The issues related to the recruitment of these children are set in various international instruments such as the Optional Protocol to the Convention on the Rights of the Child on the Involvement of Children in Armed Conflict, entered into force in 2002, which ruled 18 the minimum age for recruitment into armed groups or by governments, and 16 the age for volunteer participation. In addition, the recruitment of children under the age of 15 into armed forces or armed groups is considered a war crime by the International Criminal Court.

DCI has a long history of advocating for the protection and the rights of children in armed conflict or affected by conflicts in general (internal strife, political conflicts, etc.).  Over the past 20 years DCI has been actively promoting the protection and rights of children in armed conflicts at the national, regional and international levels.  Some of DCI’s main tools in doing such range from the Graça Machel report of 1996, the Study on Violence Against Children in 2006, the work of different Special Representatives of the Secretary-General on Children and Armed Conflict, and the more recent Sustainable Development Goals adopted in 2015. DCI’s activities have been most visible, for example, in Palestine, Colombia, the Central African Republic, Yemen, and in the work related to Child Rights Connect Working Group on Children and Armed Conflict. DCI is a founding member of this Working Group and was elected co-convener in 2017.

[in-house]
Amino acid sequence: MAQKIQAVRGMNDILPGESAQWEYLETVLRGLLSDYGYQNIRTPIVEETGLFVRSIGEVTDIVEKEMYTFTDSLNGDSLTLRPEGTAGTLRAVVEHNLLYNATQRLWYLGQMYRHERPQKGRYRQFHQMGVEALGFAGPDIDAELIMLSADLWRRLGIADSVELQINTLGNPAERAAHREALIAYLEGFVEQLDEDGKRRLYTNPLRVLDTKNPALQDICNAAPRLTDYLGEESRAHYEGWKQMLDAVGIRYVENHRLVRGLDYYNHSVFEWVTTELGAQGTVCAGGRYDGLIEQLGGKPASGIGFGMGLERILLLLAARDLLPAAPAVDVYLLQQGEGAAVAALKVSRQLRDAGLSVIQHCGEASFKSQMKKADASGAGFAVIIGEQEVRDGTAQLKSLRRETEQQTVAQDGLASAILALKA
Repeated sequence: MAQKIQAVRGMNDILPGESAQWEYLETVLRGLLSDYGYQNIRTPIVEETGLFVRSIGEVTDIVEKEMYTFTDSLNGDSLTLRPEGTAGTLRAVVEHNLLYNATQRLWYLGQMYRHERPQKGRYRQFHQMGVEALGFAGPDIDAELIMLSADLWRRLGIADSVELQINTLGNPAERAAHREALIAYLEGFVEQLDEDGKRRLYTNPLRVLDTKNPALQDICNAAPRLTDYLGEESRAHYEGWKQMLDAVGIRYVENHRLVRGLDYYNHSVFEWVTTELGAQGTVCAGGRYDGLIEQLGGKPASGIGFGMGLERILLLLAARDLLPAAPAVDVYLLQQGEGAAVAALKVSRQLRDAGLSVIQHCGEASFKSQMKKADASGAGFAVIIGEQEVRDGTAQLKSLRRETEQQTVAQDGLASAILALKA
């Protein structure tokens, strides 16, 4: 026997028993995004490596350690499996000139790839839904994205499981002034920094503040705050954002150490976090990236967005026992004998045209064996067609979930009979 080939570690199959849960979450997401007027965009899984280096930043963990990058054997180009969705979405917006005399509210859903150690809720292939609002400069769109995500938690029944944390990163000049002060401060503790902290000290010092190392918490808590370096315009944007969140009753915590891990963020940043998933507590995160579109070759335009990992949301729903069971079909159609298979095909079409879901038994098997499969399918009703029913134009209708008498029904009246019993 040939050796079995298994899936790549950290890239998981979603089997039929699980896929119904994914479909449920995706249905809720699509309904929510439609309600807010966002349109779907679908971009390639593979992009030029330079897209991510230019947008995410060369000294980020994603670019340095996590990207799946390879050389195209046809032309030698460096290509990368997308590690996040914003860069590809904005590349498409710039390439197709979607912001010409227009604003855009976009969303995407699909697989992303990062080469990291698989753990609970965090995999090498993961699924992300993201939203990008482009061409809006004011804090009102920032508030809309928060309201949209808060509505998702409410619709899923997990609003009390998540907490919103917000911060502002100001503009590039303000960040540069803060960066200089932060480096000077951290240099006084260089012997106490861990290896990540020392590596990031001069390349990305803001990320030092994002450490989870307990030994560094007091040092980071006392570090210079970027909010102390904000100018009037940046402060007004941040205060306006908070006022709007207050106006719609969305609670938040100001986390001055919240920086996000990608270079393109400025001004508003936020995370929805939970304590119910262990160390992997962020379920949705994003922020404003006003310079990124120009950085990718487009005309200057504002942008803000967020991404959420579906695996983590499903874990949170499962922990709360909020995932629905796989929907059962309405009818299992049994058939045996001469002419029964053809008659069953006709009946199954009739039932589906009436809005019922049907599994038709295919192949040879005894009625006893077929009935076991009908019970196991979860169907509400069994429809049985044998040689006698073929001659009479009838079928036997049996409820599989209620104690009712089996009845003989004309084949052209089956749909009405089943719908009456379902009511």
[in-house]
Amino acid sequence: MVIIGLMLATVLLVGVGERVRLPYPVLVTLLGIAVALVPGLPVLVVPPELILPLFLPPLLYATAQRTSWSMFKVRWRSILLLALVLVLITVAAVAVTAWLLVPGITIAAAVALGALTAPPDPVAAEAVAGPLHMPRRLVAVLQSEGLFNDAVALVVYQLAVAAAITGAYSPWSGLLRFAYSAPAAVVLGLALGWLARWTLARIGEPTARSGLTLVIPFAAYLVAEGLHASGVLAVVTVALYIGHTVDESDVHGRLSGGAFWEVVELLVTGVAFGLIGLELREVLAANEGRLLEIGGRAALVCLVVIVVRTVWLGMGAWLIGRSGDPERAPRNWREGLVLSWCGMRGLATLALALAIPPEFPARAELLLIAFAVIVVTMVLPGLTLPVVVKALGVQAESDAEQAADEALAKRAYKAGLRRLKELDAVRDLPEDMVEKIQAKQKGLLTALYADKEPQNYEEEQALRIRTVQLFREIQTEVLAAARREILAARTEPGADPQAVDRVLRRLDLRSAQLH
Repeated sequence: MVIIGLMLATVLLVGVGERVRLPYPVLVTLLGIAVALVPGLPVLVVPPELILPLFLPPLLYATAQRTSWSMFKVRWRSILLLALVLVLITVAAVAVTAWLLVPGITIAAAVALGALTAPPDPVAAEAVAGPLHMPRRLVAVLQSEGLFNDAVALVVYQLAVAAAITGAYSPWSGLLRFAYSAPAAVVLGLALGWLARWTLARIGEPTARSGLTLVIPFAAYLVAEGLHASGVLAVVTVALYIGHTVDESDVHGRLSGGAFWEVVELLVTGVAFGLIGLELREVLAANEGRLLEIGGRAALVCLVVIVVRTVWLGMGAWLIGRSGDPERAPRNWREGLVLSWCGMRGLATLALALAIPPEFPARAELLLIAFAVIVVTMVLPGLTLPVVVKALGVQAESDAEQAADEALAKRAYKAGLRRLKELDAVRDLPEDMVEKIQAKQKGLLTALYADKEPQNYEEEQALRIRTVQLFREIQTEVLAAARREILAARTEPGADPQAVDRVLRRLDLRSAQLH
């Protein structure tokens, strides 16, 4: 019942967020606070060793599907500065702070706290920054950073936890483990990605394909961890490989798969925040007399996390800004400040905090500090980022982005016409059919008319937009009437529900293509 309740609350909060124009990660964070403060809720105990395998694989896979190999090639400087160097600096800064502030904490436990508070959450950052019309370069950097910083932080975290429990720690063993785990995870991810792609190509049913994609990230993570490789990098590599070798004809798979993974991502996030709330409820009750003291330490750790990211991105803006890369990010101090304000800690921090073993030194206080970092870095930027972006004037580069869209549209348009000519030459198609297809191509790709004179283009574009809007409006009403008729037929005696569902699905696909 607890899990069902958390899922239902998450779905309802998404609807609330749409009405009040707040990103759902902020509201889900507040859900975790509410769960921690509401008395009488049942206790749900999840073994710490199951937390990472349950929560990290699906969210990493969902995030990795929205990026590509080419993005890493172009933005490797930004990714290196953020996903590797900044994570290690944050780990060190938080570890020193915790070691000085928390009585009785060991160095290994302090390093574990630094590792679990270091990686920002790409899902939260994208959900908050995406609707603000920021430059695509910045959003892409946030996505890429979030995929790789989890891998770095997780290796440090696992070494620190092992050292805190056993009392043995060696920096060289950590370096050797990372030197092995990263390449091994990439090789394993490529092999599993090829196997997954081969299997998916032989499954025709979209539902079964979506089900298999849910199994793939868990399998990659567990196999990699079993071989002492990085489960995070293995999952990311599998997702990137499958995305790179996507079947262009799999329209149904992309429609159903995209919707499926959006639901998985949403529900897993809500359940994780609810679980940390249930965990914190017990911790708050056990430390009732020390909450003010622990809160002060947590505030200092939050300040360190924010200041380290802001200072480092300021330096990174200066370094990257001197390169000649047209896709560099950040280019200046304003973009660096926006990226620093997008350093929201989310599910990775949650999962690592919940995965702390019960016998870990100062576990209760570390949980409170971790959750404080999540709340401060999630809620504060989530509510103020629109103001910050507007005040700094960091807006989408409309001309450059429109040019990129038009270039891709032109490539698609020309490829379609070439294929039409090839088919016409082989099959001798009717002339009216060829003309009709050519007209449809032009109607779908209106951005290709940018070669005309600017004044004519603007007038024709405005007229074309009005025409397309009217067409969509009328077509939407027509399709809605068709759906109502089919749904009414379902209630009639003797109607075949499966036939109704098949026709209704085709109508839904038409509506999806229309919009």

See also:

Children deprived of liberty

How we make a difference

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Latest statements: 

Interactive Dialogue – Special Rapporteur on torture and other cruel, inhuman or degrading treatment of punishment EN

Oral statement on behalf of Yemen – General Debate on HC EN

Children in conflict situations should enjoy full protection and realisation of their human rights in compliance with the UN Convention on the Rights of the Child and its Optional Protocols (particularly OP on children in Armed Conflict) and other relevant international standards; and be enabled to develop their potential as fully-fledged responsible members of society while looking to be actors of change and peace during and post-conflict.